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I recently installed a new, larger hard disk in my PC at work (the office wouldn't spring for an upgrade for my 75GB disk, so I brought my own 2TB disk in from home). I managed to clone the original drive using CloneZilla, but now I have a 75GB partition on my new drive, followed by a 300MB partition, followed by a 1794.65GB of unallocated space. What I want is to add the unallocated space to the 75GB partition, thereby maximizing my C: drive.

However, when I right-click on the C: partition, the option to "Extend Volume" is grayed out. How do I get all my fancy new extra space to be part of my C: drive? I also tried booting with GParted, but I get the same deal - cannot adjust the C: drive because there's no contiguous space.

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You cannot. Space must be consecutive. I think some tools will allow you to relocate your other partition towards the end of the drive? –  Zoredache Dec 3 '12 at 23:01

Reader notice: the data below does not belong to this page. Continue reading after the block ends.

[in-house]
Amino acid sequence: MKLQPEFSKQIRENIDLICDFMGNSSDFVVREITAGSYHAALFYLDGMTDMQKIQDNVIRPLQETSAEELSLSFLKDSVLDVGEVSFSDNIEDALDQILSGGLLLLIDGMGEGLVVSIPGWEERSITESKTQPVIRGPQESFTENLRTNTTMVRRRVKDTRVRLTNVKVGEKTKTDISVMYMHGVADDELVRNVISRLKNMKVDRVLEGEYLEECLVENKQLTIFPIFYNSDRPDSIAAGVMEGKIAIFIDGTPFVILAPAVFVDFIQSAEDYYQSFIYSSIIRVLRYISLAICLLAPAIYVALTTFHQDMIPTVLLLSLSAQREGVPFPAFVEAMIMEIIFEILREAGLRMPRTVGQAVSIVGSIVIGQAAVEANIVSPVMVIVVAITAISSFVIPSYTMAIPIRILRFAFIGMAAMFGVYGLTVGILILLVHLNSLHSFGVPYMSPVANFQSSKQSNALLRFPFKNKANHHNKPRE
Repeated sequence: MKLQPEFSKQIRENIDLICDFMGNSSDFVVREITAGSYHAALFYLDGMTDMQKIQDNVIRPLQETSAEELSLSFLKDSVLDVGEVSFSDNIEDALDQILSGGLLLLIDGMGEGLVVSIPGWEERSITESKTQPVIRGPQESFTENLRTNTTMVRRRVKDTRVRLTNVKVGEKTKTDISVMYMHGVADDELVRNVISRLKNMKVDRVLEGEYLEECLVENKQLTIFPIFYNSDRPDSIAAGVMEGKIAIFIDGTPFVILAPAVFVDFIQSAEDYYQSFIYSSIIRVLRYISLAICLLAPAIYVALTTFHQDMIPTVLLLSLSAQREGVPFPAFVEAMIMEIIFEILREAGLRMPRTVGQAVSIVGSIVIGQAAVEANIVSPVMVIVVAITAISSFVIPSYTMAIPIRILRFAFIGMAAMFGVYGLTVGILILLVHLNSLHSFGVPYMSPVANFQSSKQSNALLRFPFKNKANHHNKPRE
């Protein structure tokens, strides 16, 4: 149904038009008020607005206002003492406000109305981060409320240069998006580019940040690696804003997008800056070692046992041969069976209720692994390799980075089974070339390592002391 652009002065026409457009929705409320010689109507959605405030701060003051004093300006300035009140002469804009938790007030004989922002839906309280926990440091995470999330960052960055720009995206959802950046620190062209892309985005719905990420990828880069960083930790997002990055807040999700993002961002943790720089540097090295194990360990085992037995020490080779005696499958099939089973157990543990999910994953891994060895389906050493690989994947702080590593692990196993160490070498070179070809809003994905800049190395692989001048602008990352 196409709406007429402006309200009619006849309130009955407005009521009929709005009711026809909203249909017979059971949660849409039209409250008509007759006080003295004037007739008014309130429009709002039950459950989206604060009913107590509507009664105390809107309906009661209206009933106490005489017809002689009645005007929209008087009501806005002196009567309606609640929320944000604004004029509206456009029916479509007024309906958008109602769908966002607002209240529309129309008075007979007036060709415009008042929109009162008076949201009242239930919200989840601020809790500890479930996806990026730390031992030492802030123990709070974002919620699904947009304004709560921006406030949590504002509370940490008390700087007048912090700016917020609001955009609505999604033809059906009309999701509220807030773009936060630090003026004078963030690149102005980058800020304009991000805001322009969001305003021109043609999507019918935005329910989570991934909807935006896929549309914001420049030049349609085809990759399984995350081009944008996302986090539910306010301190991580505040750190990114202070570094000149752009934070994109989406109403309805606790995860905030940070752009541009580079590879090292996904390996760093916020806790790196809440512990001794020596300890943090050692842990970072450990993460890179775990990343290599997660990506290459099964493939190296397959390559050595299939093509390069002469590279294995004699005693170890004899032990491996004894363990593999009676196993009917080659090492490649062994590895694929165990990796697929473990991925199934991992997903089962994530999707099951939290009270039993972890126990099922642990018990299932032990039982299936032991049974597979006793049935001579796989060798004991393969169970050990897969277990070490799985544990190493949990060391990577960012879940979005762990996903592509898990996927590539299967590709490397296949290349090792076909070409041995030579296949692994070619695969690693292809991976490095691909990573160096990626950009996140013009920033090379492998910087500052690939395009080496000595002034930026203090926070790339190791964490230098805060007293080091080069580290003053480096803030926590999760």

1 Answer 1

What you can do is just create a new partition of the remaining space and "mount" them in a specific folder on your 75GB Partition. That means the space on your partition would still remain at 75GB but as soon as you move into that folder you wold access the huge remaining space.

You can for example mount the new partition in c:\data and then install programs and move data to that directory. All files and subdirectories will be saved on the new partition.

See http://www.sevenforums.com/tutorials/11253-mount-drives-partitions-folder.html

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Unfortunately, this doesn't help me. I need the extra space to install applications, and in my experience applications don't react well to not being installed on the primary hard drive (i.e the one with Windows). This is a ridiculous problem to have; people upgrade to larger hard drives all the time, no? –  Andy Dec 4 '12 at 2:23
    
I use thus setup since ever and had never problems installing programs to other drives. Unfortunately, windows still isn't able to edit partition tables in the way you would need to. New installs just create the system-partition first so that the unallocated space comes directly after the 'real' partition. You can try creating images with dd and then dd to the new drive in a different order, but i don't know if that works. –  Lorunification Dec 4 '12 at 8:18

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